Yepsen: SCOTT RAECKER HAS GOT A REALLY TOUGH JOB, DEAN, BECAUSE THE STATE OF IOWA HAS A LITTLE BIT MORE MONEY. WHEN THE STATE IS BROKE AND TIMES ARE TOUGH, APPROPRIATIONS CHAIRMAN JUST SAYS NO TO EVERYBODY AND EVERYBODY UNDERSTANDS THAT. NOW THE STATE IS GETTING A LITTLE EXTRA REVENUE HERE, AND EVERY SPECIAL INTEREST GROUP IN IOWA HAS GOT THEIR TIN CUP OUT WANTING SOME MONEY. AND HE'S GOING TO HAVE TO SAY, YES, TO SOME PEOPLE AND NO TO A LOT MORE. SO IT'S A TOUGH JOB.

Borg: THE OTHER THING, JENEANE, I WANTED TO TOUCH ON BEFORE WE LEAVE, AND THAT IS THE RAIN FOREST APPROPRIATION.

Beck: WELL, SENATOR GRASSLEY HAD SECURED A $50-MILLION APPROPRIATION FOR THE IOWA CITY INDOOR RAIN FOREST PROPOSITION -- OR CORALVILLE, RATHER. AND NOW HE'S SAYING, LOOK, THEY'RE NOT GETTING THEIR OWN FINANCING -- PRIVATE FINANCING LINED UP FAST ENOUGH, SO HE'S PUT ANOTHER, THROUGH A MEASURE THAT'S EXPECTED TO PASS THROUGH ANOTHER BILL ESSENTIALLY, A RESTRICTION THAT SAYS IF YOU DON'T HAVE OTHER MONEY LINED UP WITHIN TWO YEARS, YOU'VE GOT TO GIVE THAT FEDERAL MONEY BACK. AND, YOU KNOW, THIS WAS BY SOME CONSIDERED A BOONDOGGLE SPENDING ANYWAY, SO HE'S PROTECTING HIMSELF.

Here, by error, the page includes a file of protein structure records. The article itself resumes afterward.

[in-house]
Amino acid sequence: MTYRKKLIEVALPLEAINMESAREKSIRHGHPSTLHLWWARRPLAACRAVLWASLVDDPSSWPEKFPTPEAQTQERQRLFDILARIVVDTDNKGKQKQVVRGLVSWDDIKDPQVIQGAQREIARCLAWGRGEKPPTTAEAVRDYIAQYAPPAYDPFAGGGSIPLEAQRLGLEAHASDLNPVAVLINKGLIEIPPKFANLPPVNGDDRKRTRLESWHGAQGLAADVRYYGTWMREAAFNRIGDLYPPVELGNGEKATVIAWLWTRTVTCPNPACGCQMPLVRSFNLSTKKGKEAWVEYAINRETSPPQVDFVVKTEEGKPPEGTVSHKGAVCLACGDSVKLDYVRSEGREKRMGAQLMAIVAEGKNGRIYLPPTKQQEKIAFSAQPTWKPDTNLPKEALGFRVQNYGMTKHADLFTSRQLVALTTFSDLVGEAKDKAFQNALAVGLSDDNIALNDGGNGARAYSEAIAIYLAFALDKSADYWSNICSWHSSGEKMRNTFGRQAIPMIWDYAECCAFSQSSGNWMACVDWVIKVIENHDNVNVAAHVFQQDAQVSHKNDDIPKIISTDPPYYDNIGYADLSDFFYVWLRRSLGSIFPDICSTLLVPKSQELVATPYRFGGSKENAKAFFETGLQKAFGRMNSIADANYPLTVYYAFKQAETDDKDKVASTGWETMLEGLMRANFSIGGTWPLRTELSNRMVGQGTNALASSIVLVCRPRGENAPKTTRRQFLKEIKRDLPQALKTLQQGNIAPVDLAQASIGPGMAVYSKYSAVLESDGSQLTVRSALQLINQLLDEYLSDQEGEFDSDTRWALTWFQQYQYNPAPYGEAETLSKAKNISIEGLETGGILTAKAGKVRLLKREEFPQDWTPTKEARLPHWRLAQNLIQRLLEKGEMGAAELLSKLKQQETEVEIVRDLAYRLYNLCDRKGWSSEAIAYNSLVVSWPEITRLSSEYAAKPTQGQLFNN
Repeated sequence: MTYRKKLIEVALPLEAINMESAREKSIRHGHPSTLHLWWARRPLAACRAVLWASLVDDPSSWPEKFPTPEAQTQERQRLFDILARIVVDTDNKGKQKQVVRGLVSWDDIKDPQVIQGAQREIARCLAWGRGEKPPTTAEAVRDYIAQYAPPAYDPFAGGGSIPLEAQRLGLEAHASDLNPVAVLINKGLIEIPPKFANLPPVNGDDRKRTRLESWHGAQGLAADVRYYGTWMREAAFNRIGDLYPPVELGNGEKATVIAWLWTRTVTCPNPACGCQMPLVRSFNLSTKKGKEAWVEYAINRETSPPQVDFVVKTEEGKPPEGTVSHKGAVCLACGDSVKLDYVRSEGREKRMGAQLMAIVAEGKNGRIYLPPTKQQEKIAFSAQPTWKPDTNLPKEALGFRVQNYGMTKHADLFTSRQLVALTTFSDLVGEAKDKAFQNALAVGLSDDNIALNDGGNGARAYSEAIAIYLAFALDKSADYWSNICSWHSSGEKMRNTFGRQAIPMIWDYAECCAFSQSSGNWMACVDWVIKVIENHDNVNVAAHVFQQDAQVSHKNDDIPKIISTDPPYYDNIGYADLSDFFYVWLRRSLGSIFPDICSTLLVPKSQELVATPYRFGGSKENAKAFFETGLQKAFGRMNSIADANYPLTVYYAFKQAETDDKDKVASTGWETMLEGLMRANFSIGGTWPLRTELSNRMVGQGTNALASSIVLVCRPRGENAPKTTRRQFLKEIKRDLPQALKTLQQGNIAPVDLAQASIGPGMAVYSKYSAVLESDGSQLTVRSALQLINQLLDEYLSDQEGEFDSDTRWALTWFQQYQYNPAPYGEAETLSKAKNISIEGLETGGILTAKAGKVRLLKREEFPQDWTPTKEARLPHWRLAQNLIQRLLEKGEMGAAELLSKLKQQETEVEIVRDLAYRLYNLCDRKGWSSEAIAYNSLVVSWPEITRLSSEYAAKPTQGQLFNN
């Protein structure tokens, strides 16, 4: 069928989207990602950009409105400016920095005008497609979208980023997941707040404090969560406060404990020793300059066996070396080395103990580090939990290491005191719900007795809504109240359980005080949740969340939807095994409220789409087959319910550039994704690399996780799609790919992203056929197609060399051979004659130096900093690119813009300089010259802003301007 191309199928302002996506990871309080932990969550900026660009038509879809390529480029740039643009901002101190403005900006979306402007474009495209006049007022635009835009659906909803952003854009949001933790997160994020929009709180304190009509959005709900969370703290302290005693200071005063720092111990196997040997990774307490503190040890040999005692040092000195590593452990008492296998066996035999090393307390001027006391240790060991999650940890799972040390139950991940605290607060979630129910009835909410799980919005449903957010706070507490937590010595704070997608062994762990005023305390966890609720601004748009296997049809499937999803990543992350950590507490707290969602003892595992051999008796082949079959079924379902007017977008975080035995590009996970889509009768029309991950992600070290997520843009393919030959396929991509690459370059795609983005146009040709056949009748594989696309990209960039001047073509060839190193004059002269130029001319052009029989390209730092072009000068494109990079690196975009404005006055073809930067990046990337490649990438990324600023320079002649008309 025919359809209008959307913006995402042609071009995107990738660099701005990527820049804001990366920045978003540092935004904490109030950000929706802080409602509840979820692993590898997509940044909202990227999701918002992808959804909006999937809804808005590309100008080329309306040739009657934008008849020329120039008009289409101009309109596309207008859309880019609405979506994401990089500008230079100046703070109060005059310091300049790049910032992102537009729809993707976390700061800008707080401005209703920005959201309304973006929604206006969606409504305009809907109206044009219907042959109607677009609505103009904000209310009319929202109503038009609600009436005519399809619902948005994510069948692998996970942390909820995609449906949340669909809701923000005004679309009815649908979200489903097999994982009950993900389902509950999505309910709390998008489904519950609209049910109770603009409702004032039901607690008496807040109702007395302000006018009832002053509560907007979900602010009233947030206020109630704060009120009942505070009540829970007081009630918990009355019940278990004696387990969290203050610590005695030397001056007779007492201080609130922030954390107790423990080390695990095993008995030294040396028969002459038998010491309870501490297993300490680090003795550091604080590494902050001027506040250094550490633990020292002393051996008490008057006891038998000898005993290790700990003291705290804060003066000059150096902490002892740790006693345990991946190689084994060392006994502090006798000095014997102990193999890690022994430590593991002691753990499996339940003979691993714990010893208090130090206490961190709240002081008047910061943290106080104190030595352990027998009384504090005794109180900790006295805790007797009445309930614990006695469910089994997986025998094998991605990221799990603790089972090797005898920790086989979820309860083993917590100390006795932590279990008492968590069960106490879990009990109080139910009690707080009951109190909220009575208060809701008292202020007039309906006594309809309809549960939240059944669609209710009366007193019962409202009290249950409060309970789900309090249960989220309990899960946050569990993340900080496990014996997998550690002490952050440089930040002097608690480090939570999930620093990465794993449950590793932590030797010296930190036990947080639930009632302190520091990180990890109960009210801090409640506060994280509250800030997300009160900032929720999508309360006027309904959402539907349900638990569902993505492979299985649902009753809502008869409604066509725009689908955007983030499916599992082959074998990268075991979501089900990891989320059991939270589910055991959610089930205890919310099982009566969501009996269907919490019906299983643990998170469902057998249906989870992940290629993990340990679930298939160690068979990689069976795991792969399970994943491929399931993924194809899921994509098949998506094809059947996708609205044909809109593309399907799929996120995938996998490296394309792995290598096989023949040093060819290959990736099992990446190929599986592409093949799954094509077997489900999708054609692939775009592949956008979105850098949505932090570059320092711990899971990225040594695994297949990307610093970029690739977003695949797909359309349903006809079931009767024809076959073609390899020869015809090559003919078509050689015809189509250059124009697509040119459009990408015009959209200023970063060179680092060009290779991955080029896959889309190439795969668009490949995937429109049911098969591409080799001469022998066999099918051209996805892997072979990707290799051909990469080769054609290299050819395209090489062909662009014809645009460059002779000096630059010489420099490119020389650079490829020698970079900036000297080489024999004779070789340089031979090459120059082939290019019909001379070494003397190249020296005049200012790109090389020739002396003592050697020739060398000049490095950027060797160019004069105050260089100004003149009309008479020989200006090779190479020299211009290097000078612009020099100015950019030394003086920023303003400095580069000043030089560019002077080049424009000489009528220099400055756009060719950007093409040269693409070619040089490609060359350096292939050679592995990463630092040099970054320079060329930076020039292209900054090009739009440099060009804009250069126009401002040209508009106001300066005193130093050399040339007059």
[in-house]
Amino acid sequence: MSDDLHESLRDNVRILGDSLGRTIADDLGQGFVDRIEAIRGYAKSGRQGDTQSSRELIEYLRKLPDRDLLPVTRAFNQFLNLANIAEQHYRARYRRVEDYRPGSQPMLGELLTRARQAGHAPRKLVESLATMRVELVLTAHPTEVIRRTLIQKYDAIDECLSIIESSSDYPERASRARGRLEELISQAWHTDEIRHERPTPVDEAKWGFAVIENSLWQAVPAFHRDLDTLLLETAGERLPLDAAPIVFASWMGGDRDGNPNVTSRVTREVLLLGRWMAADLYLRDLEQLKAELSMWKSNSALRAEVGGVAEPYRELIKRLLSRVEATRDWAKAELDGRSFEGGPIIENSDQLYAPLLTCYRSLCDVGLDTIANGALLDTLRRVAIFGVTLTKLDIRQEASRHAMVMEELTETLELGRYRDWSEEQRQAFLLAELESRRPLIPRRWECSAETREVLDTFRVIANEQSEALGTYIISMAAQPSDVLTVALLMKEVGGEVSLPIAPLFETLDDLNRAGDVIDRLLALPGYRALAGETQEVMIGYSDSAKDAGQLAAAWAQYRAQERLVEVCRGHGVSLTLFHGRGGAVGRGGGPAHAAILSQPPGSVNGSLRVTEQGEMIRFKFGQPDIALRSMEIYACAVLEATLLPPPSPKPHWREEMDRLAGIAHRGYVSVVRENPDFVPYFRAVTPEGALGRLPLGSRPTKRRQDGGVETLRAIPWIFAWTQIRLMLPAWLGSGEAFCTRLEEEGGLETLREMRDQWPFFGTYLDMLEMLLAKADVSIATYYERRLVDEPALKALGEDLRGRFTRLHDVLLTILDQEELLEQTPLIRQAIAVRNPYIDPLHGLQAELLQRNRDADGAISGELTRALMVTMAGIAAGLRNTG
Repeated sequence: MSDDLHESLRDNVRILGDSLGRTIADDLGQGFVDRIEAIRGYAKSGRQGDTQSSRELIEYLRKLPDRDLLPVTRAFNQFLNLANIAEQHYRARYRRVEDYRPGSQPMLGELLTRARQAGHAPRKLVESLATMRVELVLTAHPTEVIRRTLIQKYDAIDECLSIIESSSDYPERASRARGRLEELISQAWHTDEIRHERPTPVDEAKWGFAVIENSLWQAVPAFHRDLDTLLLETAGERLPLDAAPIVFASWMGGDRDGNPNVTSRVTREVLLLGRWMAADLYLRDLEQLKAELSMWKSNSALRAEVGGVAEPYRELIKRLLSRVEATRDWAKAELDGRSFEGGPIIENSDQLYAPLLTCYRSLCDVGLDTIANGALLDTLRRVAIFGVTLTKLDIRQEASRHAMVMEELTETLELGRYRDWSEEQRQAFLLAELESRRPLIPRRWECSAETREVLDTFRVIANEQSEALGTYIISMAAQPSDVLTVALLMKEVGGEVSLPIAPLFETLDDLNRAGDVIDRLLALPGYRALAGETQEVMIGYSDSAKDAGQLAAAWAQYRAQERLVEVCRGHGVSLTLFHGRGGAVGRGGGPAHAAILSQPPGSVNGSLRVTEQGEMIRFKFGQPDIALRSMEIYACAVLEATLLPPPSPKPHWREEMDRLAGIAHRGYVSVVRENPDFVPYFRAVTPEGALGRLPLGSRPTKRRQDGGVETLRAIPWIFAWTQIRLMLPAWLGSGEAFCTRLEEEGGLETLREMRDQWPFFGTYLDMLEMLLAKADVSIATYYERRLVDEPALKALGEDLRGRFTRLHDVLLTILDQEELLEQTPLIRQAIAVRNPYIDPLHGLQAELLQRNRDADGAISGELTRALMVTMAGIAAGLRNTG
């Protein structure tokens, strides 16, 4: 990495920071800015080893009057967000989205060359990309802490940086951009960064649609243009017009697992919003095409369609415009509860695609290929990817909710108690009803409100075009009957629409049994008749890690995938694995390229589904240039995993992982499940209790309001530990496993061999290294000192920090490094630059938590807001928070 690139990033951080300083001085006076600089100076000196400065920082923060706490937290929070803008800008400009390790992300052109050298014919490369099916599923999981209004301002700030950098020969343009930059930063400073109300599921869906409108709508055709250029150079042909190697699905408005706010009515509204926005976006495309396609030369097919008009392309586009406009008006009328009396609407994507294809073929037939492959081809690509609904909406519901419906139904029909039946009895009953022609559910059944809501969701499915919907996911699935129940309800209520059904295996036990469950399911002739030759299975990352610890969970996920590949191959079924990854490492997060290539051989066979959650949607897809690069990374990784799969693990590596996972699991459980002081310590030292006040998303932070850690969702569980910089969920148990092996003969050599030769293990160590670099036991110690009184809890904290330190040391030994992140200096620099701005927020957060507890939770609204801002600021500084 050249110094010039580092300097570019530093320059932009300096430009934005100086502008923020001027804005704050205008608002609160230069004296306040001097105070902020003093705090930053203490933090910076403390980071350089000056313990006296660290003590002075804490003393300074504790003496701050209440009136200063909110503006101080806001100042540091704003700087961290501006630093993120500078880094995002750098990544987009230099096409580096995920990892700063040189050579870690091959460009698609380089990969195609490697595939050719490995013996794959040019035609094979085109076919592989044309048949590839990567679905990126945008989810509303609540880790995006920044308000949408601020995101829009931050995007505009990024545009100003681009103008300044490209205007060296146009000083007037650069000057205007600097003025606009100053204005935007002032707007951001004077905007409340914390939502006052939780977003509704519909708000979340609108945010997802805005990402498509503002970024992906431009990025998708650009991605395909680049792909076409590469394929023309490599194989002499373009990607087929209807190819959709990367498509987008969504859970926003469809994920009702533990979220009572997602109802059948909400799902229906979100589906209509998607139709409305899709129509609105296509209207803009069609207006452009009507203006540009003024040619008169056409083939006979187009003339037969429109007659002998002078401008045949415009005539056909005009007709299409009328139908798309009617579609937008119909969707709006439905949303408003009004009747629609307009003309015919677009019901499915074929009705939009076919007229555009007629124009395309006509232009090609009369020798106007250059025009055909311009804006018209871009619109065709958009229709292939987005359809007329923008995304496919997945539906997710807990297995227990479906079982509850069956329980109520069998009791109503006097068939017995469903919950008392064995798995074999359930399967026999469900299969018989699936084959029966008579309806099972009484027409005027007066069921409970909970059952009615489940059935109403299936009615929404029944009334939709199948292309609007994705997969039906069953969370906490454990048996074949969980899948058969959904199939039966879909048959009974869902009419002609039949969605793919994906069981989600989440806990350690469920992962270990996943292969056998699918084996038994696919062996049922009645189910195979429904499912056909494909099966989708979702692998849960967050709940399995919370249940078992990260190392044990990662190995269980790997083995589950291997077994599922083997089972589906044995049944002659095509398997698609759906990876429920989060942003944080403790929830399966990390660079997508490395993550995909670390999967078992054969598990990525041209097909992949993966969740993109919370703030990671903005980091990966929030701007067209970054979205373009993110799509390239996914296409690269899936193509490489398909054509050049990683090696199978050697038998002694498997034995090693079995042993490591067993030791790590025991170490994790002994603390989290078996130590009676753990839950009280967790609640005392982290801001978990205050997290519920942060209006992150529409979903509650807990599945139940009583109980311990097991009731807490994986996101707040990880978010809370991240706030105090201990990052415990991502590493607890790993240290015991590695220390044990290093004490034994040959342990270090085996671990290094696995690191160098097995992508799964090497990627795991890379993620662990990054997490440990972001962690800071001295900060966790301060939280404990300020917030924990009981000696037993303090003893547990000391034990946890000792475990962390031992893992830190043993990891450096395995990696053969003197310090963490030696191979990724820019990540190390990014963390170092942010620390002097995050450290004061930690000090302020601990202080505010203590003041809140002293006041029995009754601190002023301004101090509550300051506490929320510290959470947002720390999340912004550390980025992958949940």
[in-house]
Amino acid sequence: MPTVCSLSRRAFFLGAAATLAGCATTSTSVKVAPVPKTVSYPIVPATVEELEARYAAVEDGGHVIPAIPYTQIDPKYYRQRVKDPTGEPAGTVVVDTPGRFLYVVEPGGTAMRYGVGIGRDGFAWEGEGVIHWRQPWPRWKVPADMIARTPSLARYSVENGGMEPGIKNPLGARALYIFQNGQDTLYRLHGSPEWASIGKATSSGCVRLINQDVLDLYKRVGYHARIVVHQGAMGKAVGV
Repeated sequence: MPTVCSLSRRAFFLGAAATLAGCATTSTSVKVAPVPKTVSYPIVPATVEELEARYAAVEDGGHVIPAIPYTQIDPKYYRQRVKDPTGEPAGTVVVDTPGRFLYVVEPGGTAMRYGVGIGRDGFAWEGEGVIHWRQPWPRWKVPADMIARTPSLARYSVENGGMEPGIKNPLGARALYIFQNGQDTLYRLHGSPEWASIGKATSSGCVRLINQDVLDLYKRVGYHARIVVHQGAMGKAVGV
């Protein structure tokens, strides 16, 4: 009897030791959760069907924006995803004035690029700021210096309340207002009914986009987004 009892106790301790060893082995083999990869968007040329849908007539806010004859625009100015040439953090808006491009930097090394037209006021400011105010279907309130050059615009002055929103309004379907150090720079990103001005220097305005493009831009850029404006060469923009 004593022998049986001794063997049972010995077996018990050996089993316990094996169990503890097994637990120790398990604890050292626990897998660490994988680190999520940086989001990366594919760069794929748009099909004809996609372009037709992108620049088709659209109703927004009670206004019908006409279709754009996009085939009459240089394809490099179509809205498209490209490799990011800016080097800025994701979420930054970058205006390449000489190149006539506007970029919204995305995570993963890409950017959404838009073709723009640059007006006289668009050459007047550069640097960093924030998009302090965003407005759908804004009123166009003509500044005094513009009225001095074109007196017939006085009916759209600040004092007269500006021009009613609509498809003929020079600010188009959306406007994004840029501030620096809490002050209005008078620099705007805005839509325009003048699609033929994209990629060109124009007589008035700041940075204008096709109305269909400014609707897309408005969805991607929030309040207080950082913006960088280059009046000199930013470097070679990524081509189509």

Henderson: AND HE HAS BEEN UNDER A LOT OF PRESSURE FROM CONSERVATIVES FOR GIVING THIS $50 MILLION FOR THE RAIN FOREST, WHICH SOME PEOPLE CALL THE PORK FOREST. IT'S A $200-MILLION PROJECT. THEY HAVE $50 MILLION FROM THE FEDS AND NOT MUCH ELSE. AND IN A NEWS RELEASE THAT HE ISSUED THIS WEEK, HE SAID, "I DON'T WANT THAT $50 MILLION FRITTERED AWAY." SO HE'S FEELING THE HEAT FROM HIS CONSERVATIVES.

Glover: AND GRASSLEY IS A VERY POLITICALLY SAVVY GUY. HE'S BEEN TONE DEAF ON THIS. I THINK HE'S STARTING TO WAKE UP.

Borg: THANKS FOR YOUR INSIGHTS. WE'LL SEE WHAT HAPPENS DOWN THE ROAD IN ALL OF THESE THINGS. ON OUR NEXT EDITION OF "IOWA PRESS," WE'LL BE TALKING WITH IOWA SECRETARY OF STATE CHET CULVER. HE'S HOPING TO BE IOWA'S NEXT GOVERNOR, ONE OF SIX CANDIDATES CAMPAIGNING TO PERSUADE DEMOCRATS TO GIVE THEM THE NOMINATION. GUBERNATORIAL CANDIDATE CHET CULVER NEXT WEEKEND, REGULAR AIRTIMES: 7:30 FRIDAY AND SUNDAY AT NOON. I'M DEAN BORG. THANKS FOR JOINING US TODAY.

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Tags: Iowa